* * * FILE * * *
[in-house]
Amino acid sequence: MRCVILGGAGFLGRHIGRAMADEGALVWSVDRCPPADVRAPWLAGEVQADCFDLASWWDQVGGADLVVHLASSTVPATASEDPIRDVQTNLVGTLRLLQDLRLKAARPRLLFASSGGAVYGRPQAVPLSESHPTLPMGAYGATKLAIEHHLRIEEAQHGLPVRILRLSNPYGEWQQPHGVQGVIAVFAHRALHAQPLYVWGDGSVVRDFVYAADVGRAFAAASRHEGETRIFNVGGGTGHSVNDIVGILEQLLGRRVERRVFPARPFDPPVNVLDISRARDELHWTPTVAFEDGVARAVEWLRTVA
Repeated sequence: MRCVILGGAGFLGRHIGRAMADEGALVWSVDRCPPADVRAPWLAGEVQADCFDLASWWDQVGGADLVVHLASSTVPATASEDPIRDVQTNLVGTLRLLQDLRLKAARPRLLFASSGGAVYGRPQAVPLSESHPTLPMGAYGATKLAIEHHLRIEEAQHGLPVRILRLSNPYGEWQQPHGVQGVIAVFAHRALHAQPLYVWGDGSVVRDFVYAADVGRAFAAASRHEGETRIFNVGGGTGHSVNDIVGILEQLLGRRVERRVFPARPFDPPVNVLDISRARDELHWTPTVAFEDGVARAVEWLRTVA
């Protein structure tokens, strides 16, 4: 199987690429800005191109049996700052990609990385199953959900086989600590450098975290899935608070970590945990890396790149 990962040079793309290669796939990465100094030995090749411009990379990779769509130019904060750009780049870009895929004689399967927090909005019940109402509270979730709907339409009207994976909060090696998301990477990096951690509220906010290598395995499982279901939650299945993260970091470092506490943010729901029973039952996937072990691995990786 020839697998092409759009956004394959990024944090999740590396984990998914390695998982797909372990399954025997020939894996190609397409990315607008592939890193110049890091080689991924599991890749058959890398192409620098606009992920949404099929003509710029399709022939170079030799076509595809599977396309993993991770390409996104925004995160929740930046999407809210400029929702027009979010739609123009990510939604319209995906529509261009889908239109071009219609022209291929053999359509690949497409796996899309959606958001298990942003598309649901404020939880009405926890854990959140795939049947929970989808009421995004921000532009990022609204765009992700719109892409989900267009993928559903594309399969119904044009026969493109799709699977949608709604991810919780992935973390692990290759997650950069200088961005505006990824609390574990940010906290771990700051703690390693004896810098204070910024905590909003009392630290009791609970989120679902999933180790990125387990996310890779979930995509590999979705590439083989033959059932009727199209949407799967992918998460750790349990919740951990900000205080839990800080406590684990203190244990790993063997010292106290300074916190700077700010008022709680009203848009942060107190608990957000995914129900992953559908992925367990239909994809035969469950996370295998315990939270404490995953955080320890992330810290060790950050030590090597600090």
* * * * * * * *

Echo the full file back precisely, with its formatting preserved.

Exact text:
[in-house]
Amino acid sequence: MRCVILGGAGFLGRHIGRAMADEGALVWSVDRCPPADVRAPWLAGEVQADCFDLASWWDQVGGADLVVHLASSTVPATASEDPIRDVQTNLVGTLRLLQDLRLKAARPRLLFASSGGAVYGRPQAVPLSESHPTLPMGAYGATKLAIEHHLRIEEAQHGLPVRILRLSNPYGEWQQPHGVQGVIAVFAHRALHAQPLYVWGDGSVVRDFVYAADVGRAFAAASRHEGETRIFNVGGGTGHSVNDIVGILEQLLGRRVERRVFPARPFDPPVNVLDISRARDELHWTPTVAFEDGVARAVEWLRTVA
Repeated sequence: MRCVILGGAGFLGRHIGRAMADEGALVWSVDRCPPADVRAPWLAGEVQADCFDLASWWDQVGGADLVVHLASSTVPATASEDPIRDVQTNLVGTLRLLQDLRLKAARPRLLFASSGGAVYGRPQAVPLSESHPTLPMGAYGATKLAIEHHLRIEEAQHGLPVRILRLSNPYGEWQQPHGVQGVIAVFAHRALHAQPLYVWGDGSVVRDFVYAADVGRAFAAASRHEGETRIFNVGGGTGHSVNDIVGILEQLLGRRVERRVFPARPFDPPVNVLDISRARDELHWTPTVAFEDGVARAVEWLRTVA
């Protein structure tokens, strides 16, 4: 199987690429800005191109049996700052990609990385199953959900086989600590450098975290899935608070970590945990890396790149 990962040079793309290669796939990465100094030995090749411009990379990779769509130019904060750009780049870009895929004689399967927090909005019940109402509270979730709907339409009207994976909060090696998301990477990096951690509220906010290598395995499982279901939650299945993260970091470092506490943010729901029973039952996937072990691995990786 020839697998092409759009956004394959990024944090999740590396984990998914390695998982797909372990399954025997020939894996190609397409990315607008592939890193110049890091080689991924599991890749058959890398192409620098606009992920949404099929003509710029399709022939170079030799076509595809599977396309993993991770390409996104925004995160929740930046999407809210400029929702027009979010739609123009990510939604319209995906529509261009889908239109071009219609022209291929053999359509690949497409796996899309959606958001298990942003598309649901404020939880009405926890854990959140795939049947929970989808009421995004921000532009990022609204765009992700719109892409989900267009993928559903594309399969119904044009026969493109799709699977949608709604991810919780992935973390692990290759997650950069200088961005505006990824609390574990940010906290771990700051703690390693004896810098204070910024905590909003009392630290009791609970989120679902999933180790990125387990996310890779979930995509590999979705590439083989033959059932009727199209949407799967992918998460750790349990919740951990900000205080839990800080406590684990203190244990790993063997010292106290300074916190700077700010008022709680009203848009942060107190608990957000995914129900992953559908992925367990239909994809035969469950996370295998315990939270404490995953955080320890992330810290060790950050030590090597600090």